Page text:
The remarkably rapid growth of middle-class consumers in China has been a boon to companies like KFC, owned by Yum Brands (NYSE:YUM), Coca-Cola (NYSE:KO) and McDonald’s (NYSE:MCD). And now those very same demographic forces and products are creating a huge opportunity for drug companies, because China has emerged as the world capital of diabetes.
An aging population, more sedentary lives, different eating habits and an increase in obesity have contributed to an explosion in Type 2 diabetes in China over the last decade, according to the International Diabetes Federation.
Indeed, Type 2 diabetes, which is usually associated with age, inactivity, excess calories and obesity, has tripled in China over the last 10 years. The nation now leads the world in diabetes, with 90 million people suffering from the disease, according to the IDF. By comparison, the U.S., struggling with a diabetes epidemic of its own, has 26 million diabetics.
True, much of the increase of diabetes in China is related to age, as authors of a study of diabetes in the population of Shanghai point out. But it’s also largely part and parcel of the global boom in this most post-industrial of diseases.
“Over past decades, a continuous increase in prevalence of Type 2 diabetes, which parallels a marked lifestyle transition and a worldwide epidemic of obesity, has been observed in both developed and developing countries,” write researchers at the Shanghai Municipal Center for Disease Control and Prevention. “Unlike the gradual transition in most Western countries, these changes in China have occurred over a very short time.”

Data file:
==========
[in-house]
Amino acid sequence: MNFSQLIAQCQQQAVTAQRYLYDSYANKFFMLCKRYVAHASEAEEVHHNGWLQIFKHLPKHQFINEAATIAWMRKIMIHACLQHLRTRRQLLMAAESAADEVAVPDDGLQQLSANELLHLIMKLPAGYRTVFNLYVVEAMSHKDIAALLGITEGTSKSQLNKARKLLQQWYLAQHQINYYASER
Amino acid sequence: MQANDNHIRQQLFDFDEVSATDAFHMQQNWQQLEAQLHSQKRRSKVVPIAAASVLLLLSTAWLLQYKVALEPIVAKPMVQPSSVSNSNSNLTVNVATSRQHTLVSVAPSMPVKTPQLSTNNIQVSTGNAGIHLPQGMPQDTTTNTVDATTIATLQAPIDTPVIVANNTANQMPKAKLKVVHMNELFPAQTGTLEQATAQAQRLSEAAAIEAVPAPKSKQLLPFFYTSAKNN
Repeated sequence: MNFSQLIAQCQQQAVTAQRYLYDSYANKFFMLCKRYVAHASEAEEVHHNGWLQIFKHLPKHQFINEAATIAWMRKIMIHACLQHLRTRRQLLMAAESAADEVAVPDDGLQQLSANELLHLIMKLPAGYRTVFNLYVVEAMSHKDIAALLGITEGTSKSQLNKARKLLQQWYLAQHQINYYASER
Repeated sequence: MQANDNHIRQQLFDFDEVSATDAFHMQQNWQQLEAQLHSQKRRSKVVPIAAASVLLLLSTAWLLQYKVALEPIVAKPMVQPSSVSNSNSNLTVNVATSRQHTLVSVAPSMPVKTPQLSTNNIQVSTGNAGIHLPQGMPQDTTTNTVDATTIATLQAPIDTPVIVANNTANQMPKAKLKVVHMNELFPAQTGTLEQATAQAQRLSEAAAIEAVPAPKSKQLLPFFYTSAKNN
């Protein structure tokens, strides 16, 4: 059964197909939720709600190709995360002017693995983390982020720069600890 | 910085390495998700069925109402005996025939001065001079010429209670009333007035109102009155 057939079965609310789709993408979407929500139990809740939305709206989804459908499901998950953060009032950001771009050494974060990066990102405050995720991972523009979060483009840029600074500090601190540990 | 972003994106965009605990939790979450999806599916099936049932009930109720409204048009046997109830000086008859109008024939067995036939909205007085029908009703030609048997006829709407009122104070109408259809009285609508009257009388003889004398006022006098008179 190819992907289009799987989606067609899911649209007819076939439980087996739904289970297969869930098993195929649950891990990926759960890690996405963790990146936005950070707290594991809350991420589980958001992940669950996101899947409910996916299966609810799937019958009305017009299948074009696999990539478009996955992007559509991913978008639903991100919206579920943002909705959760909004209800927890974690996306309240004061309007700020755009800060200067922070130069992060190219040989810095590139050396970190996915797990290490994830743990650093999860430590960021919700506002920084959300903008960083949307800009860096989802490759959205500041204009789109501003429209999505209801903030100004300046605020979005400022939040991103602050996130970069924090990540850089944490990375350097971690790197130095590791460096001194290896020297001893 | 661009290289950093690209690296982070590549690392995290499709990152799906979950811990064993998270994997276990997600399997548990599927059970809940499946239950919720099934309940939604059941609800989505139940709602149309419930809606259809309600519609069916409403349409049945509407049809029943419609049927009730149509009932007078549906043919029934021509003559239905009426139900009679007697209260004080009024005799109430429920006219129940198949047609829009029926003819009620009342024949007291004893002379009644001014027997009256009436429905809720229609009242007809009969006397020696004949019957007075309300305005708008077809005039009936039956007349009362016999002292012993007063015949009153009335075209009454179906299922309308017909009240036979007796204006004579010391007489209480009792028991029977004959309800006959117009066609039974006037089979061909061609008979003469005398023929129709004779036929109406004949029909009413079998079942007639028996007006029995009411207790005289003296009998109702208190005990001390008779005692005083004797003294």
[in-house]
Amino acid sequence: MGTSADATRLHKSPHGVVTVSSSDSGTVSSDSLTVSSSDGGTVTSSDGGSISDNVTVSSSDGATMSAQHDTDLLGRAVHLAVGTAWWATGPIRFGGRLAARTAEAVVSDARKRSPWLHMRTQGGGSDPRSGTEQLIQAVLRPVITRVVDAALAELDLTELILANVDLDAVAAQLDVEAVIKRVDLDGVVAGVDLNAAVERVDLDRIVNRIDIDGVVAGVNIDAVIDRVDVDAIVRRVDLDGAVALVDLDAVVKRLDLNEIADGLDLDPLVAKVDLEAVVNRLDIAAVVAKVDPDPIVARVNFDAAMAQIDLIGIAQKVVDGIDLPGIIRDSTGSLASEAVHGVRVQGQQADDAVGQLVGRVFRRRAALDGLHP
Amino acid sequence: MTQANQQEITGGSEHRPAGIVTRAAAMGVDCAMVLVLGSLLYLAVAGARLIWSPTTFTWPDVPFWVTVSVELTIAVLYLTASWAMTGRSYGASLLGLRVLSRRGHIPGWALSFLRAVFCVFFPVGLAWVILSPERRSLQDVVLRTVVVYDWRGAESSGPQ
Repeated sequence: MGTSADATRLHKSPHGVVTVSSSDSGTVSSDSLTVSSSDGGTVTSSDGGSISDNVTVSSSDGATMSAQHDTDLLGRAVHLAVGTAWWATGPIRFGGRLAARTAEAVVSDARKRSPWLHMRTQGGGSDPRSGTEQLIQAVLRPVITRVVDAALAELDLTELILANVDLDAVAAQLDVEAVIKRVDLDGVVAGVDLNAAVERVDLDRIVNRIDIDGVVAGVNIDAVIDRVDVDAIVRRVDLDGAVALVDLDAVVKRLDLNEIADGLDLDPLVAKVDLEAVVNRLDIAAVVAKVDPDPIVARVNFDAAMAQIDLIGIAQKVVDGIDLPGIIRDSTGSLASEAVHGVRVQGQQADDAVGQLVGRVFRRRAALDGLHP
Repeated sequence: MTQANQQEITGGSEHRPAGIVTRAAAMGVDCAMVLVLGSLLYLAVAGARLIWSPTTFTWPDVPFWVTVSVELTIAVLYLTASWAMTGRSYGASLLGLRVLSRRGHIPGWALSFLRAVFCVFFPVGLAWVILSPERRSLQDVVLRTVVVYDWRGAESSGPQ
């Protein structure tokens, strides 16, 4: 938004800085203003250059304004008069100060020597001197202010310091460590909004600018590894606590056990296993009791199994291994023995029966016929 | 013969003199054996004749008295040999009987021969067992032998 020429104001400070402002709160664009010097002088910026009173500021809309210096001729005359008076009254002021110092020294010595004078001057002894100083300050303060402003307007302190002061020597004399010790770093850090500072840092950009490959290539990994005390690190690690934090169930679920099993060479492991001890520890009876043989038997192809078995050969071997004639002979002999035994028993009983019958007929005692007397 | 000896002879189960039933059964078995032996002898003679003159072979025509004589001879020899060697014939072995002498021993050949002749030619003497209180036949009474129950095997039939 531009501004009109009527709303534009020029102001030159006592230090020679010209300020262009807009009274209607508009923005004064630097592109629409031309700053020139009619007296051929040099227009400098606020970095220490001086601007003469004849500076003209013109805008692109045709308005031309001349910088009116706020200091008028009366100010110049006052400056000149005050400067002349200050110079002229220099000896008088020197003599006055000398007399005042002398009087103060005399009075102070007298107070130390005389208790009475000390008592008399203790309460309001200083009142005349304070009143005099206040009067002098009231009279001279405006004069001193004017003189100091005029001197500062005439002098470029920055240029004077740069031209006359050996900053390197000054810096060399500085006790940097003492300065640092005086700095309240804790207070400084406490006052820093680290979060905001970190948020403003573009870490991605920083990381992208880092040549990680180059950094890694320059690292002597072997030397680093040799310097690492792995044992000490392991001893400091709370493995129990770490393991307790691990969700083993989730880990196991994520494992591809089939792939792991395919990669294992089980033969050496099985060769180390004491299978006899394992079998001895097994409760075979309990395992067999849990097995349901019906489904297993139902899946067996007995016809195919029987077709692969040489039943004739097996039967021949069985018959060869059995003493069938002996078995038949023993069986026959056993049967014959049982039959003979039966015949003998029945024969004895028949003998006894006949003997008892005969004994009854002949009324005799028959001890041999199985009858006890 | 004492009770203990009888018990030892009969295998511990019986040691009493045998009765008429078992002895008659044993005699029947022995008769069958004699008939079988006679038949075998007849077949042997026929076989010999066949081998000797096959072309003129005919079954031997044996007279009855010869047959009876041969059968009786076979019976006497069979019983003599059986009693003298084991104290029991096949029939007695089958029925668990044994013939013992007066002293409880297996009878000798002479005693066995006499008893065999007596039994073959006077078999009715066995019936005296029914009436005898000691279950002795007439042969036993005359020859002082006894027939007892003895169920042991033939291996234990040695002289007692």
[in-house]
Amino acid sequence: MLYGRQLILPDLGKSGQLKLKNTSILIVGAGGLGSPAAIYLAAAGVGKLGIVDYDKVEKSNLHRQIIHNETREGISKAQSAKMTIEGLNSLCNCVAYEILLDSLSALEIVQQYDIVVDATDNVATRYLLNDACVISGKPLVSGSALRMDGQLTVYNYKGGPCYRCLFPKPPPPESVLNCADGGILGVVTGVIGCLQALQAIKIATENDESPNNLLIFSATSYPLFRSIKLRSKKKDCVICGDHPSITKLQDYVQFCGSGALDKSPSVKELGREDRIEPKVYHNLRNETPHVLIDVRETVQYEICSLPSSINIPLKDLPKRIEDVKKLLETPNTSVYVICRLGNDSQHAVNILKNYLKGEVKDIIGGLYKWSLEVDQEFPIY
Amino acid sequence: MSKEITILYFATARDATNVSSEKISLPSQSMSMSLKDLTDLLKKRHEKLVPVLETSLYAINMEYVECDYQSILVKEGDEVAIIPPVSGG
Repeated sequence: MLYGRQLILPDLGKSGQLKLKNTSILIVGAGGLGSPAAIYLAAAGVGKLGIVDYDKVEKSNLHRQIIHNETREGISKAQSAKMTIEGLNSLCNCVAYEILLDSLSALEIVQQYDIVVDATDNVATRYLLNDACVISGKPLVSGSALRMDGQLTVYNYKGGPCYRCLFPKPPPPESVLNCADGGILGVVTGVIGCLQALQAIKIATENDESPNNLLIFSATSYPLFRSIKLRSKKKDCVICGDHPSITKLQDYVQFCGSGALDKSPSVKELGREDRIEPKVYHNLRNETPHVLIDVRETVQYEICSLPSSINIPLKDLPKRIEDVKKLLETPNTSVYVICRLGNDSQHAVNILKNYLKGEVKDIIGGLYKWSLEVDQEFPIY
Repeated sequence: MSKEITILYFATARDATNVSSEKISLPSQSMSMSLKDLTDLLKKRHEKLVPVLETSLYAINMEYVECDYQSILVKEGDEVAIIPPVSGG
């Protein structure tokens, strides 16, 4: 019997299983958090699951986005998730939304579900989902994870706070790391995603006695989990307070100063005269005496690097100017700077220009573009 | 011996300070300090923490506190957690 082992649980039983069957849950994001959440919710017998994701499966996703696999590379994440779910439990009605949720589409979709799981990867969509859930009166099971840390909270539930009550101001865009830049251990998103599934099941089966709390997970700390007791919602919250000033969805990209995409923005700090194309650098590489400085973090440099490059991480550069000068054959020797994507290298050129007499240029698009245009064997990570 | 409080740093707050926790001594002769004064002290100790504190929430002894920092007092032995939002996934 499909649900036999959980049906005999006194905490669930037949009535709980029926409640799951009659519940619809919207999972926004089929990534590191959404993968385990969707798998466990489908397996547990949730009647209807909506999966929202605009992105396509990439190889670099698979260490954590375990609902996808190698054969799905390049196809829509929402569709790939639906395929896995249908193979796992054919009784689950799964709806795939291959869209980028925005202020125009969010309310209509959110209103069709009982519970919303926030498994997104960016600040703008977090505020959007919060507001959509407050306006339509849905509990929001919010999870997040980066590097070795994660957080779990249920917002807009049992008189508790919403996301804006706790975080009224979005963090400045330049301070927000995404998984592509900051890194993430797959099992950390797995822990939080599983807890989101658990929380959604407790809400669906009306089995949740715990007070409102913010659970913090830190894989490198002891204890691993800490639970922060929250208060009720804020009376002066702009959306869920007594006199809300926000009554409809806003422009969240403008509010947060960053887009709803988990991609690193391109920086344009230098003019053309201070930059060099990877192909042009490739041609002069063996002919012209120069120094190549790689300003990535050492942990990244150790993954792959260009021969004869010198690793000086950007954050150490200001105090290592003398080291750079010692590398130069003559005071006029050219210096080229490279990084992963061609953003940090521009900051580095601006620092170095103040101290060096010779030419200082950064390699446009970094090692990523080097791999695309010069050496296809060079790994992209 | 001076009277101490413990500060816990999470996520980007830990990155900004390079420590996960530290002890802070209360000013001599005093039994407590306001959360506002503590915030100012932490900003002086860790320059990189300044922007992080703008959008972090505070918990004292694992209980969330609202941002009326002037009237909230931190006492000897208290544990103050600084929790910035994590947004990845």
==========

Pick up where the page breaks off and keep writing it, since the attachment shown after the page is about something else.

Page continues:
So, while Yum Brands, McDonald’s and Coke were among the first Western multinationals to benefit from the massive Chinese consumer market, major pharma companies are now poised to reap profits on what those companies’ products helped create.
By 2030, China will have 130 million diabetics, according to the IDF. (India, with the second-largest population of diabetics, will have 100 million suffers.) And China alone will create a $3.2 billion market for diabetes drugs by 2016, according to Shanghai-based industry consultant IMS Health, as reported by Bloomberg.
Merck, for example, makes Januvia, which helps stabilize blood-sugar levels. The drug was approved for use in China three years ago and could see a surge in sales once the government approves it for national insurance reimbursement.
Novo Nordisk, meanwhile, is the world’s largest maker of insulin, and China is now its second-largest market after the U.S. Sanfoi also makes an insulin product, one that claims about 17% of the Chinese market.
“We expect China to grow in the range of 15% a year,” Mads Krogsgaard Thomsen, Novo Nordisk’s chief scientific officer, told Bloomberg. “China has such a huge problem — we are talking about 100 million diabetes patients versus 26 million in the U.S.”
And that’s just the diabetes epidemic. China’s total market for pharmaceuticals is forecast to grow 15% to 18% a year to hit $165 billion by 2016, according to IMS data reported by Bloomberg.
Like the baby boomers, that cohort of 78 million Americans just now hitting retirement age, China’s increasingly aged and infirm demographics could mean big profits for big pharma.
As of this writing, Dan Burrows didn’t hold positions in any of the aforementioned securities.